When recruiting new board members, it is very important to make sure you have all aspects of your community represented. We recommend a board of 8 to 10 active members, serving 2 consecutive 3 year terms, with the option of rolling on to the Advisory Council at the end of their second term.
What to think about when recruiting new board members:
What skills are we currently lacking on our board, or in our staff?
What is the potential sphere of influence of the recommended person?
Will they donate their time, treasure and talent to the agency?
What portion of the community do they represent?
Do we already have someone on the board who fills 3 of the 4 requirements?
You should always have a participant or parent/guardian of a participant serving on your board.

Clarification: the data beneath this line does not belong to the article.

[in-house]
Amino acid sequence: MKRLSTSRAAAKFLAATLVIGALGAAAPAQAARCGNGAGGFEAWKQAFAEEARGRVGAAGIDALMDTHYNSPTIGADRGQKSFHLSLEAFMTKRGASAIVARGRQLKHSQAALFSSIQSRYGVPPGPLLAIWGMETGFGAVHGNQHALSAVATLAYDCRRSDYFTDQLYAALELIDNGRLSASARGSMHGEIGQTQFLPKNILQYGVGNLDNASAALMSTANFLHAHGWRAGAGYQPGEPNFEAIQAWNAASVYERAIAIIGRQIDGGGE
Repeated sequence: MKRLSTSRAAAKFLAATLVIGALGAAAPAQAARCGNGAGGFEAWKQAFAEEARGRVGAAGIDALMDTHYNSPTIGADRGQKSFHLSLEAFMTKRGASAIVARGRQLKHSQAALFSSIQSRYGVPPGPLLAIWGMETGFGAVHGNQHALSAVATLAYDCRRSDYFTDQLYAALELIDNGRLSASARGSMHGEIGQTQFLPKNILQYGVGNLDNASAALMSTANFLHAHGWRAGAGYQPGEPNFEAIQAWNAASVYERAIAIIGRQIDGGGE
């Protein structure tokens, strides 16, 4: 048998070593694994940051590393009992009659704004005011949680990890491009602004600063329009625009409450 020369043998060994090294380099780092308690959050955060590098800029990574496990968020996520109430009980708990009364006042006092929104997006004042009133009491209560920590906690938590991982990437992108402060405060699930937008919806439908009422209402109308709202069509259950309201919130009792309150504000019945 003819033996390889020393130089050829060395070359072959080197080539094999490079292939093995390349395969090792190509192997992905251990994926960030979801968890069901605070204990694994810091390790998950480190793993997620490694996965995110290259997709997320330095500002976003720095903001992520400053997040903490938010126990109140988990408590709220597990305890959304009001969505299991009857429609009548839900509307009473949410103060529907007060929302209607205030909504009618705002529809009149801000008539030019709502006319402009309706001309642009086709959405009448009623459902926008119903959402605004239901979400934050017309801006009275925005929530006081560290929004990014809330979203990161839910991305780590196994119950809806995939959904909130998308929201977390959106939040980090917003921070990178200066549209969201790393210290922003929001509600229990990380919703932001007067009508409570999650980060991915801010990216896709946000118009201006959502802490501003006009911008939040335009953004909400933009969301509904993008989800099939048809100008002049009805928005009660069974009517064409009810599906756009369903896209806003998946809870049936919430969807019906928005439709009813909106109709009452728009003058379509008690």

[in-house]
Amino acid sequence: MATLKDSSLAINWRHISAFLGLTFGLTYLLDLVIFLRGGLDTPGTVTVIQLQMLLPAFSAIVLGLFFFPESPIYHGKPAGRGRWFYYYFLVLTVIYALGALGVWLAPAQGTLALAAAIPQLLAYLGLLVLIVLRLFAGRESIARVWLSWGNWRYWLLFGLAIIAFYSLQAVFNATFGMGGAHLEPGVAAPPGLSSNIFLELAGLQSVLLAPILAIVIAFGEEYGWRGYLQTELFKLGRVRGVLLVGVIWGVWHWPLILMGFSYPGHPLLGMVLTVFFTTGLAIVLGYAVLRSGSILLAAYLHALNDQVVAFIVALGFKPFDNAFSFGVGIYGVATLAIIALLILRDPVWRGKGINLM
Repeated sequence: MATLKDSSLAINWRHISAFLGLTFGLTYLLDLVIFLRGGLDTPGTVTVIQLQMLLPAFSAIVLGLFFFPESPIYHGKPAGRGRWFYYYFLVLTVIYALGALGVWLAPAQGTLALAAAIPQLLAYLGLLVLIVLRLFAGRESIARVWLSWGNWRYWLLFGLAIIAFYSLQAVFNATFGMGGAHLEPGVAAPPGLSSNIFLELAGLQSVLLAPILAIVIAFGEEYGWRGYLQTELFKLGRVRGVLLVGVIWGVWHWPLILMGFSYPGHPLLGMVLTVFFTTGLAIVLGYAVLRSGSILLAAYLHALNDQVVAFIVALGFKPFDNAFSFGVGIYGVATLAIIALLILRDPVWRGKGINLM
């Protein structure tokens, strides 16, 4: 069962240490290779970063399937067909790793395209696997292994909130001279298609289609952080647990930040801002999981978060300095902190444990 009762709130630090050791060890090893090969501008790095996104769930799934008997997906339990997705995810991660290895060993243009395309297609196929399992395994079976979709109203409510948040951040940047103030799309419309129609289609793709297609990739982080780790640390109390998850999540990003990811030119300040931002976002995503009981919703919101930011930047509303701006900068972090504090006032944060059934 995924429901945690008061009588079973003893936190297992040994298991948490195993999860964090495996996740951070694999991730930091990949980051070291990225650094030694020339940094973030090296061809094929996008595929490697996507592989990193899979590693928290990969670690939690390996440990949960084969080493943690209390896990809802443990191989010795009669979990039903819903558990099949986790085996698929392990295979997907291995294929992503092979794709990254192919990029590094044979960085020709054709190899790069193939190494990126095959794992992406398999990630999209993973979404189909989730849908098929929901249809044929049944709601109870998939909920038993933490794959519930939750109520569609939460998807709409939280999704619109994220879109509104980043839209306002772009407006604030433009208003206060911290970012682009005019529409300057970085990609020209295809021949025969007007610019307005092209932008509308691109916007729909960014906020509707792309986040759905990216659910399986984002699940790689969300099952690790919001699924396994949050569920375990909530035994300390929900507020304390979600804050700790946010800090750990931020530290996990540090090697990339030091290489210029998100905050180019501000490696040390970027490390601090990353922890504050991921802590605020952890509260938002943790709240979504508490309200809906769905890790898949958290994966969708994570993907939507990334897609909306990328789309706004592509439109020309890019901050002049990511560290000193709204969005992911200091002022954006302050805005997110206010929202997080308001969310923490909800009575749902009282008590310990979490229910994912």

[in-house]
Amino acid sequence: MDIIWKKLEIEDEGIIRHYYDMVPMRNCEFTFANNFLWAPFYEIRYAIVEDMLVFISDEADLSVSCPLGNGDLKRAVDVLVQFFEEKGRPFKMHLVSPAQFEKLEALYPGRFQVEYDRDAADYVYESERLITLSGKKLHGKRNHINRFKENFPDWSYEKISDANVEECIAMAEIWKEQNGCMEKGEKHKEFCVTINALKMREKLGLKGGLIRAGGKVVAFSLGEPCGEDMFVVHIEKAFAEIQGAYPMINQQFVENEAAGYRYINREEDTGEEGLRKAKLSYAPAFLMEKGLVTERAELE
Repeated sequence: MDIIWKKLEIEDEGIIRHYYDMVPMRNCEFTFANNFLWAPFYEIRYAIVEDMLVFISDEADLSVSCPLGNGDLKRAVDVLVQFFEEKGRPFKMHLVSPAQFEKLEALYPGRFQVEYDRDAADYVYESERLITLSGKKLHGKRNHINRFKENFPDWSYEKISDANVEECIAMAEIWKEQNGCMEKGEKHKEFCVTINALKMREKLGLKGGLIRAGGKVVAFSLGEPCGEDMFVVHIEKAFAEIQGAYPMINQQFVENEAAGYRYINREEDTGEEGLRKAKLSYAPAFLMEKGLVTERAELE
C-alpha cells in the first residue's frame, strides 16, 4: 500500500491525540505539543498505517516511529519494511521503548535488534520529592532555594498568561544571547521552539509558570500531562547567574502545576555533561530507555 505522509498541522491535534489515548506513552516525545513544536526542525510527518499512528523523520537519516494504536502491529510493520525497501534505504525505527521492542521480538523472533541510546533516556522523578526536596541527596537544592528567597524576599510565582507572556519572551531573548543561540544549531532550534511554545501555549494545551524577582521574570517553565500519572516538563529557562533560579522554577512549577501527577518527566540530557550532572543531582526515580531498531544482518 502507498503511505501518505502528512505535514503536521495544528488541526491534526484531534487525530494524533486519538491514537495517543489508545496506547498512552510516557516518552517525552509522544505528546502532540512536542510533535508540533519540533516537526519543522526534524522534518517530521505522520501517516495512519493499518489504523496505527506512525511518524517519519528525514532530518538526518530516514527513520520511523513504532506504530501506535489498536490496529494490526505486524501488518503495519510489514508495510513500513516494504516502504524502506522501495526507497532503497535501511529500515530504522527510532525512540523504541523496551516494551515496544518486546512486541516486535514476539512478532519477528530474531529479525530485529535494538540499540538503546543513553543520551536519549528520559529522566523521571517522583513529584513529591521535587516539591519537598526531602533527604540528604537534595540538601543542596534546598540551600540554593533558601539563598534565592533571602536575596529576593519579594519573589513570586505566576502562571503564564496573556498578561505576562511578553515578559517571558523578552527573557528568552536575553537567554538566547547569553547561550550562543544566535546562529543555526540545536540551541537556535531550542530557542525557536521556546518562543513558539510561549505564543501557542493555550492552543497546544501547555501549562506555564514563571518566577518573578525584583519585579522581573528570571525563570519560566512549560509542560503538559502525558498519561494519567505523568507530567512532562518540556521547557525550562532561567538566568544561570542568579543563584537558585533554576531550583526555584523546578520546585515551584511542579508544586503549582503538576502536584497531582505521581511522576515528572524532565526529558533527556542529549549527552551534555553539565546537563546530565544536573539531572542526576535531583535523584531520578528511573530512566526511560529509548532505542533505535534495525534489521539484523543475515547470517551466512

You should ensure you have an equal balance of men and women serving.
It is important to have a board member from each decade of life serving. (20s, 30s, 40s, etc).
It is important your board accurately reflects the ethnic, cultural and racial makeup of your clients and/or the community you serve.
Do you have equal representation of all minority groups on your board?
Do you have an employee from each major employer on your board?
A note on sphere of influence
Sphere of influence is the people a person knows well enough to either ask for money or invite to an event. Therefore, it is imperative to ensure each board member brings a different sphere of influence with them. This is just one of the many reasons why it is never a good idea to have family members or relatives serving on the same board. If you find yourself in the position where several family members want to help, appoint them to committees. Committees do not need to be made up of board members, and it is recommended they are not, as this lightens the workload.